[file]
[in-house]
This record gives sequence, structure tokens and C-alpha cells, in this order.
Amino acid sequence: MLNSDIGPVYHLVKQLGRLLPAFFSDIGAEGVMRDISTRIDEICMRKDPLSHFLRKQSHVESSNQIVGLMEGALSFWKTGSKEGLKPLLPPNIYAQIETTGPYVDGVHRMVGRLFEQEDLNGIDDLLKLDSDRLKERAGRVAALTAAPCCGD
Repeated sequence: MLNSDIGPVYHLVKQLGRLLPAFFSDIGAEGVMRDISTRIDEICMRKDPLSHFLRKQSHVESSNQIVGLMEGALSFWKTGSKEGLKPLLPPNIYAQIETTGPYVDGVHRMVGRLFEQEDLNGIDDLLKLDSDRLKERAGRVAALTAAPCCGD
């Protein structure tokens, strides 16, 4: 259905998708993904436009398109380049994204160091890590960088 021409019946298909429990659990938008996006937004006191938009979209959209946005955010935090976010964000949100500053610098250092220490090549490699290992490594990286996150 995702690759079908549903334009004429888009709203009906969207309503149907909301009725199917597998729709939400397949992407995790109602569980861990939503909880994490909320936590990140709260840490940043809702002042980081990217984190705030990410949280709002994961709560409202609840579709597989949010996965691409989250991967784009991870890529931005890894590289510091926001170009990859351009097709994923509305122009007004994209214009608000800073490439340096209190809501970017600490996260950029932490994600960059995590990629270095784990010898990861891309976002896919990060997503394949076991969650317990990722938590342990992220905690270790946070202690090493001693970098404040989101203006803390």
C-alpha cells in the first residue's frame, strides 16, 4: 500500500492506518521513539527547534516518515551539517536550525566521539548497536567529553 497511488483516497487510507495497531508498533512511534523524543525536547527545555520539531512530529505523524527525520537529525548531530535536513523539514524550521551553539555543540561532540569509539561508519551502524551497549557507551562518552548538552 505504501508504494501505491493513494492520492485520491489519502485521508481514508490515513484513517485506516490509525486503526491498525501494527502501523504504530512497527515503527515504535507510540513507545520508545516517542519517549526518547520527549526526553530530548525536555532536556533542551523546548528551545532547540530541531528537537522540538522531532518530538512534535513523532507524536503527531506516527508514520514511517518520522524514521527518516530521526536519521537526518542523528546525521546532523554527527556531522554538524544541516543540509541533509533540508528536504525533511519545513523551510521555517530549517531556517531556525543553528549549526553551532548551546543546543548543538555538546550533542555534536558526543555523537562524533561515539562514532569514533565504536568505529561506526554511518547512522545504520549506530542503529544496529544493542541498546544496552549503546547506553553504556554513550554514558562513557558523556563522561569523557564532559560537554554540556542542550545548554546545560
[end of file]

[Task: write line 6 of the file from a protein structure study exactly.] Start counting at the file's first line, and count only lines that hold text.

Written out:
C-alpha cells in the first residue's frame, strides 16, 4: 500500500492506518521513539527547534516518515551539517536550525566521539548497536567529553 497511488483516497487510507495497531508498533512511534523524543525536547527545555520539531512530529505523524527525520537529525548531530535536513523539514524550521551553539555543540561532540569509539561508519551502524551497549557507551562518552548538552 505504501508504494501505491493513494492520492485520491489519502485521508481514508490515513484513517485506516490509525486503526491498525501494527502501523504504530512497527515503527515504535507510540513507545520508545516517542519517549526518547520527549526526553530530548525536555532536556533542551523546548528551545532547540530541531528537537522540538522531532518530538512534535513523532507524536503527531506516527508514520514511517518520522524514521527518516530521526536519521537526518542523528546525521546532523554527527556531522554538524544541516543540509541533509533540508528536504525533511519545513523551510521555517530549517531556517531556525543553528549549526553551532548551546543546543548543538555538546550533542555534536558526543555523537562524533561515539562514532569514533565504536568505529561506526554511518547512522545504520549506530542503529544496529544493542541498546544496552549503546547506553553504556554513550554514558562513557558523556563522561569523557564532559560537554554540556542542550545548554546545560